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Paradoxically, there has never been a better or more confusing time to discuss which platform is most appropriate for a given workload. As we seek to solve problems around automation, continuous integration / continuous delivery, ease of upgrades, operational complexity, uptime, compliance, and many other complex issues – it quickly becomes clear that there are more than a few viable options. Making matters worse – there is too much focus on the “how” (to adopt a given platform) and not enough focus onthe “why”. To this end, I’d like to address more of the “why” in an attempt to better influence the “how”.
A Little Background
There were a few catalysts for this article. First and foremost, I’ve recently met with numerous customers and, unsurprisingly, have been asked numerous challenging questions. Most of these questions were asked in consideration of “popular” concepts such as “the cloud”, “automation”, “streamlining”, and “cost”. In addition, on a number of occasions, customers wanted to get right down to talking about a particular / specific product that they had heard of or to get a product recommendation from me or my colleagues.
These lines of questioning and the tendency for some to dive right into “product” are not “bad” per se; but they only scratch the proverbial surface. I typically elect to dig deeper. It’s far more important to get at the heart of why Red Hat (or anyone, really) is sitting across the table from you. And… the reason? The reason is typically “change”. Customers want change because one or more things are broken – broken enough that something needs to change. So… my vote is to get to the root of the problem(s).
The next thing that needs to be addressed is the actual workflow for how an application (including its underlying virtual machine, container, instance, or server) gets ordered, provisioned, deployed, updated, and retired. Where does the data get stored? There are lots more questions, but hopefully this sets the tone for the types of conversations that need to occur before anyone determines the right platform(s).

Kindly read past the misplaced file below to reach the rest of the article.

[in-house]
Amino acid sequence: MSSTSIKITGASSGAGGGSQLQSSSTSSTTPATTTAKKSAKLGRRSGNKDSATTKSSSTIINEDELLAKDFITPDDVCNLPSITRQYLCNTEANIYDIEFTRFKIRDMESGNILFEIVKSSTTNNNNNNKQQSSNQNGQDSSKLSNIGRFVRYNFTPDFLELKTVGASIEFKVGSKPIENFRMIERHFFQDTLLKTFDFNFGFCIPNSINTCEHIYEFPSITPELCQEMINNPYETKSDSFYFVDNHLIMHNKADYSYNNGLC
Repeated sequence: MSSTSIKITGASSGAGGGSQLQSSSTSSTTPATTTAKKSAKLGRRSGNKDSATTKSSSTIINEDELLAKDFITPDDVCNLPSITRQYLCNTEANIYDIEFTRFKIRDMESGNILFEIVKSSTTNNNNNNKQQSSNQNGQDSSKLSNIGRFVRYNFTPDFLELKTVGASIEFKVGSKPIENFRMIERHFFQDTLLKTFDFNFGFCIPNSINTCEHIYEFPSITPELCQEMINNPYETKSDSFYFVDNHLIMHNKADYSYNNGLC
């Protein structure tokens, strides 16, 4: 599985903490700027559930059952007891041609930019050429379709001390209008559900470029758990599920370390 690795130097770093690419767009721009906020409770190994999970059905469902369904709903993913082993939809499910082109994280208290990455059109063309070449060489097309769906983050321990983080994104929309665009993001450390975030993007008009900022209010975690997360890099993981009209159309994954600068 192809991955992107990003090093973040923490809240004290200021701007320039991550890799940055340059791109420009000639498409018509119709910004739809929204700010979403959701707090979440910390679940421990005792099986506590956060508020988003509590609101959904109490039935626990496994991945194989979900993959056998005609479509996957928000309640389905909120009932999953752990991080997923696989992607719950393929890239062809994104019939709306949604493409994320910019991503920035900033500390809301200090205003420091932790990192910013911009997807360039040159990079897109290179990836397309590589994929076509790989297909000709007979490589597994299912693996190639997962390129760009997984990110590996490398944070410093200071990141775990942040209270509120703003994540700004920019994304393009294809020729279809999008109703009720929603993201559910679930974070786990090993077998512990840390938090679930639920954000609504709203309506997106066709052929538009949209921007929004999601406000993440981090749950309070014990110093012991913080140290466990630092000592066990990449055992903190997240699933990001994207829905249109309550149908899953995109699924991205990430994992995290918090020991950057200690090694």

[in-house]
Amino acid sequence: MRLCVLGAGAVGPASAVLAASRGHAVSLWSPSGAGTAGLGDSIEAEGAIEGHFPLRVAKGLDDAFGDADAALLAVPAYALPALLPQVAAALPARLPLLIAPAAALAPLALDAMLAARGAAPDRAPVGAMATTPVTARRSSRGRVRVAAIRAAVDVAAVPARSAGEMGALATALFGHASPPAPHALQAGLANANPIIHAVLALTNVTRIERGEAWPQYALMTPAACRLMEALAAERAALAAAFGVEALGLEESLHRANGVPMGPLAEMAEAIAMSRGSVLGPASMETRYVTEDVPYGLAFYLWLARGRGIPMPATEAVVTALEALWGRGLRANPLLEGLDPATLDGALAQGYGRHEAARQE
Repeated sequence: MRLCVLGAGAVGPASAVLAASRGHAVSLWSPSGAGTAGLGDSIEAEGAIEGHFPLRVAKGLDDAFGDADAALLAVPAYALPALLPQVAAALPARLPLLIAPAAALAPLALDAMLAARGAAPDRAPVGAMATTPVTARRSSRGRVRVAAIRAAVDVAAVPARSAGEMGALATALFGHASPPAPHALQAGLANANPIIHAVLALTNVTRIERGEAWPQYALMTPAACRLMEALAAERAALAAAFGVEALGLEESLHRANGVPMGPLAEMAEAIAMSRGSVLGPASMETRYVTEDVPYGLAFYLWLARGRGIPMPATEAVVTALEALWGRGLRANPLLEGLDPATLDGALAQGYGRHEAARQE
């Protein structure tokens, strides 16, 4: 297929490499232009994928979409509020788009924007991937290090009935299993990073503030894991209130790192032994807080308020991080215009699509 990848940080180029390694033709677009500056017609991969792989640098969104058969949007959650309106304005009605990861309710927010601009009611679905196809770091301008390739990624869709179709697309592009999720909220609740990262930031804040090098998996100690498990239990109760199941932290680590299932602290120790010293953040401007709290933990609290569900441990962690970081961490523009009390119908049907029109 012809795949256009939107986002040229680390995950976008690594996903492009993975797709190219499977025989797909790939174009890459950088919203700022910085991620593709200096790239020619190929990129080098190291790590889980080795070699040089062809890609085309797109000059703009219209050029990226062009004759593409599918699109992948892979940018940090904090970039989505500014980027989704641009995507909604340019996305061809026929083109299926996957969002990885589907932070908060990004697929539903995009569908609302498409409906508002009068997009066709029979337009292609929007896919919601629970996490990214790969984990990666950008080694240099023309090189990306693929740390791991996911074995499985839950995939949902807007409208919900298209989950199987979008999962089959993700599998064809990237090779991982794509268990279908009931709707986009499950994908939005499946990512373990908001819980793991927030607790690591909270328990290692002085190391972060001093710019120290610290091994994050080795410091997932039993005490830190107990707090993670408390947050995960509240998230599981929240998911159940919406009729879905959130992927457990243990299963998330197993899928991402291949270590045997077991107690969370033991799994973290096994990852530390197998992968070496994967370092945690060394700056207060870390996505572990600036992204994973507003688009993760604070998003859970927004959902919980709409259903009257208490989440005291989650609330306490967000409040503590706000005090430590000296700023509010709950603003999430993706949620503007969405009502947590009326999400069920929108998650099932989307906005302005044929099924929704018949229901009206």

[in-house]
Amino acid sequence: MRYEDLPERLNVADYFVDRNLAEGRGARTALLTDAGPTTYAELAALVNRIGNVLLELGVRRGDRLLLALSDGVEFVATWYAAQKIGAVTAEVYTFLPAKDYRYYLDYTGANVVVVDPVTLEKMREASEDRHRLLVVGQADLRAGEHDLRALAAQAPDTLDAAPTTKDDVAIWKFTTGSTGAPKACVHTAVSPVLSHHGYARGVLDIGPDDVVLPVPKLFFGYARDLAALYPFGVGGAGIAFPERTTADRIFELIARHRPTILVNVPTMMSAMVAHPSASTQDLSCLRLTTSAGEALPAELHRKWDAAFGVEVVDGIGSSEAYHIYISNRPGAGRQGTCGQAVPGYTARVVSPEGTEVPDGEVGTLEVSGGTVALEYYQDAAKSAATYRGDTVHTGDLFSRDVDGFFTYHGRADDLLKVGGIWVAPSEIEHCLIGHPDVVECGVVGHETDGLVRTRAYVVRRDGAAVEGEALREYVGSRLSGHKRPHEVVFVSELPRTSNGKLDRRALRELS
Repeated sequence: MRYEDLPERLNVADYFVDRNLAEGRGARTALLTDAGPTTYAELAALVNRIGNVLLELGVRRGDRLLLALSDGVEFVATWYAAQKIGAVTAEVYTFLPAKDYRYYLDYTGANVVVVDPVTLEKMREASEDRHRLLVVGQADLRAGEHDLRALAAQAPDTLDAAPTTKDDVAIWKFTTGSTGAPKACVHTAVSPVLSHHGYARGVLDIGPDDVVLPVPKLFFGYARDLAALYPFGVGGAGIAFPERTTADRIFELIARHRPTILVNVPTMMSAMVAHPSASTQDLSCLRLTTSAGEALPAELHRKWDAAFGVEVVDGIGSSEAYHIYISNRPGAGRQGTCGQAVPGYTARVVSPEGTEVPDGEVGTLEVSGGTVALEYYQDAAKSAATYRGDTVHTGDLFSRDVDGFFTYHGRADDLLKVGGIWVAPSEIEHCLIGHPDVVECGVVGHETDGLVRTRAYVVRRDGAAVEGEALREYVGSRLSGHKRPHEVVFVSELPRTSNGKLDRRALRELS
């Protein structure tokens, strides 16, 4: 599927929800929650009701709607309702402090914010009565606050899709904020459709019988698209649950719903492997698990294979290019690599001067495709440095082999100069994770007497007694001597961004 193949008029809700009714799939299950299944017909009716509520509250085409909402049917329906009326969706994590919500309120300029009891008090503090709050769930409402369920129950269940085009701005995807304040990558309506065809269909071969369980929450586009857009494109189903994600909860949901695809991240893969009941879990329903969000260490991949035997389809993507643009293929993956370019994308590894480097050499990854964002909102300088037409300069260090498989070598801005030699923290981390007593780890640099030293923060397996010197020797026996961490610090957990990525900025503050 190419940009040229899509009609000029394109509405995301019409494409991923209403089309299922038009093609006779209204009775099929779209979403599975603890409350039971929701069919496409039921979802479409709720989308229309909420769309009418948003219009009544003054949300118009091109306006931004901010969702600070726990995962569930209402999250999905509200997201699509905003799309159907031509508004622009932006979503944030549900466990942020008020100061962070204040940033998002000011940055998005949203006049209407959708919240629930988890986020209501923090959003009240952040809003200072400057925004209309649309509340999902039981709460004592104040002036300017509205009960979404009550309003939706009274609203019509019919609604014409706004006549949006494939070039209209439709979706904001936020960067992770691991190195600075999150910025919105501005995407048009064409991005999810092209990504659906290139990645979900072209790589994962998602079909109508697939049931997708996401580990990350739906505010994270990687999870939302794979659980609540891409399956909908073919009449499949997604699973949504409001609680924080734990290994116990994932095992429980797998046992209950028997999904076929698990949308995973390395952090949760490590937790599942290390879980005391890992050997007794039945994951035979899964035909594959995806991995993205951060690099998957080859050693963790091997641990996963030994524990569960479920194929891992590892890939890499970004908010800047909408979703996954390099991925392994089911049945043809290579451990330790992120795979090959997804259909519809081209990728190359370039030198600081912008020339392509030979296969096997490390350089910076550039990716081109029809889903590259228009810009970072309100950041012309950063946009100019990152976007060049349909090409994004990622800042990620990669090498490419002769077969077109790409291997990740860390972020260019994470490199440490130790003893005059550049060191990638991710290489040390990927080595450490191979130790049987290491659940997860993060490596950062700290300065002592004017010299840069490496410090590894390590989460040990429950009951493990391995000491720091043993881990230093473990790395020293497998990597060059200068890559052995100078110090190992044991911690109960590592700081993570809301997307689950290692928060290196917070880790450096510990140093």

The other primary catalyst for this article is my colleague Brad Vaughan, who created a rather large and detailed matrix of workload characteristics. For the purposes of this article, I’ve greatly simplified the matrix, but I have to provide credit where credit is due.
Extremes and Bad Balances
As mentioned above, many customers want to go straight into a product discussion before we have the chance to discuss their particular application, workflow, or business needs. Note that while all of these conversations are taking place between equally intelligent and articulate individuals – there has (indeed) never been a more confusing time to match workload characteristics with a particular platform. Sometimes there is blind focus on a particular technology – other times there is just confusion over use cases.
In addition to plain old confusion – I sometimes encounter situations where customers are attempting to “hold back the tide”; essentially holding onto outdated practices, methods, and/or technologies. Potentially worse – they may be attempting to apply those old methods to the new technologies – a sort of “unhappy balance” between old and new. Or, in some cases, as customers look to standardize – they look for a panacea (i.e. “the mythical single platform”) that will run everything. Spoiler alert: “the mythical single platform” doesn’t exist (yet).